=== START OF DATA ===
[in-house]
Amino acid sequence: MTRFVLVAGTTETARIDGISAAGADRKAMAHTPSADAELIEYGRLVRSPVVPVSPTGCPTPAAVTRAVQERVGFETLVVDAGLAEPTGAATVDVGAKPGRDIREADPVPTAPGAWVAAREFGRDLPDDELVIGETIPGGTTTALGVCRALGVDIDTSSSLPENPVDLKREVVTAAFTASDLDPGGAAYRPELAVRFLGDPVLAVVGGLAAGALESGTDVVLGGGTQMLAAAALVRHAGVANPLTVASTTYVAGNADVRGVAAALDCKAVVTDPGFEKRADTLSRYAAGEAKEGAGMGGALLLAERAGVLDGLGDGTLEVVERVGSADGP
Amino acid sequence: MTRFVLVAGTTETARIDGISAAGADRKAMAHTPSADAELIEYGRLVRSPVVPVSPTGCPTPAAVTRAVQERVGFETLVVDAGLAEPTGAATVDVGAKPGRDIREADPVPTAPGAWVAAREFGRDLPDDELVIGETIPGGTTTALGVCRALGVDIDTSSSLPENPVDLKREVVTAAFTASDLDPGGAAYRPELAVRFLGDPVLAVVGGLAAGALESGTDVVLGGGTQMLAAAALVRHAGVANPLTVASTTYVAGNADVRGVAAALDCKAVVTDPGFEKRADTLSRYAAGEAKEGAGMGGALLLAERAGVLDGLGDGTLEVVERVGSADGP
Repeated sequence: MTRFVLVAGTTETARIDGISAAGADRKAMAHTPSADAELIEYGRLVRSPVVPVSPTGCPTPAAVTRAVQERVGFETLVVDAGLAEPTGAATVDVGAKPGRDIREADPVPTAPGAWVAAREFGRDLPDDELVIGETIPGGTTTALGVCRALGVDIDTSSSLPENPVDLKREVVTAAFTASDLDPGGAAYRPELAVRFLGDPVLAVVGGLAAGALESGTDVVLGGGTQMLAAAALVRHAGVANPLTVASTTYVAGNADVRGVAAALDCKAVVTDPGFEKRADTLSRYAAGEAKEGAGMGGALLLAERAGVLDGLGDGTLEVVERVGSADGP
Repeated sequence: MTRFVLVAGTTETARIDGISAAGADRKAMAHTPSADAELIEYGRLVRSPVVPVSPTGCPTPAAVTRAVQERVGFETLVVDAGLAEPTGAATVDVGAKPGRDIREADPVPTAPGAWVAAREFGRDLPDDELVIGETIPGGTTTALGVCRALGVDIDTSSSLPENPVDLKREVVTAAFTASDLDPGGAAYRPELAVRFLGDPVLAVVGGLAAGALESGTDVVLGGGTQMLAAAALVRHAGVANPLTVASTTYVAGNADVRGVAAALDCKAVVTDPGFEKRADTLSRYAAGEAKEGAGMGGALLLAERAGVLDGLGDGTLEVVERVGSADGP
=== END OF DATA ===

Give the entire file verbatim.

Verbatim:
[in-house]
Amino acid sequence: MTRFVLVAGTTETARIDGISAAGADRKAMAHTPSADAELIEYGRLVRSPVVPVSPTGCPTPAAVTRAVQERVGFETLVVDAGLAEPTGAATVDVGAKPGRDIREADPVPTAPGAWVAAREFGRDLPDDELVIGETIPGGTTTALGVCRALGVDIDTSSSLPENPVDLKREVVTAAFTASDLDPGGAAYRPELAVRFLGDPVLAVVGGLAAGALESGTDVVLGGGTQMLAAAALVRHAGVANPLTVASTTYVAGNADVRGVAAALDCKAVVTDPGFEKRADTLSRYAAGEAKEGAGMGGALLLAERAGVLDGLGDGTLEVVERVGSADGP
Amino acid sequence: MTRFVLVAGTTETARIDGISAAGADRKAMAHTPSADAELIEYGRLVRSPVVPVSPTGCPTPAAVTRAVQERVGFETLVVDAGLAEPTGAATVDVGAKPGRDIREADPVPTAPGAWVAAREFGRDLPDDELVIGETIPGGTTTALGVCRALGVDIDTSSSLPENPVDLKREVVTAAFTASDLDPGGAAYRPELAVRFLGDPVLAVVGGLAAGALESGTDVVLGGGTQMLAAAALVRHAGVANPLTVASTTYVAGNADVRGVAAALDCKAVVTDPGFEKRADTLSRYAAGEAKEGAGMGGALLLAERAGVLDGLGDGTLEVVERVGSADGP
Repeated sequence: MTRFVLVAGTTETARIDGISAAGADRKAMAHTPSADAELIEYGRLVRSPVVPVSPTGCPTPAAVTRAVQERVGFETLVVDAGLAEPTGAATVDVGAKPGRDIREADPVPTAPGAWVAAREFGRDLPDDELVIGETIPGGTTTALGVCRALGVDIDTSSSLPENPVDLKREVVTAAFTASDLDPGGAAYRPELAVRFLGDPVLAVVGGLAAGALESGTDVVLGGGTQMLAAAALVRHAGVANPLTVASTTYVAGNADVRGVAAALDCKAVVTDPGFEKRADTLSRYAAGEAKEGAGMGGALLLAERAGVLDGLGDGTLEVVERVGSADGP
Repeated sequence: MTRFVLVAGTTETARIDGISAAGADRKAMAHTPSADAELIEYGRLVRSPVVPVSPTGCPTPAAVTRAVQERVGFETLVVDAGLAEPTGAATVDVGAKPGRDIREADPVPTAPGAWVAAREFGRDLPDDELVIGETIPGGTTTALGVCRALGVDIDTSSSLPENPVDLKREVVTAAFTASDLDPGGAAYRPELAVRFLGDPVLAVVGGLAAGALESGTDVVLGGGTQMLAAAALVRHAGVANPLTVASTTYVAGNADVRGVAAALDCKAVVTDPGFEKRADTLSRYAAGEAKEGAGMGGALLLAERAGVLDGLGDGTLEVVERVGSADGP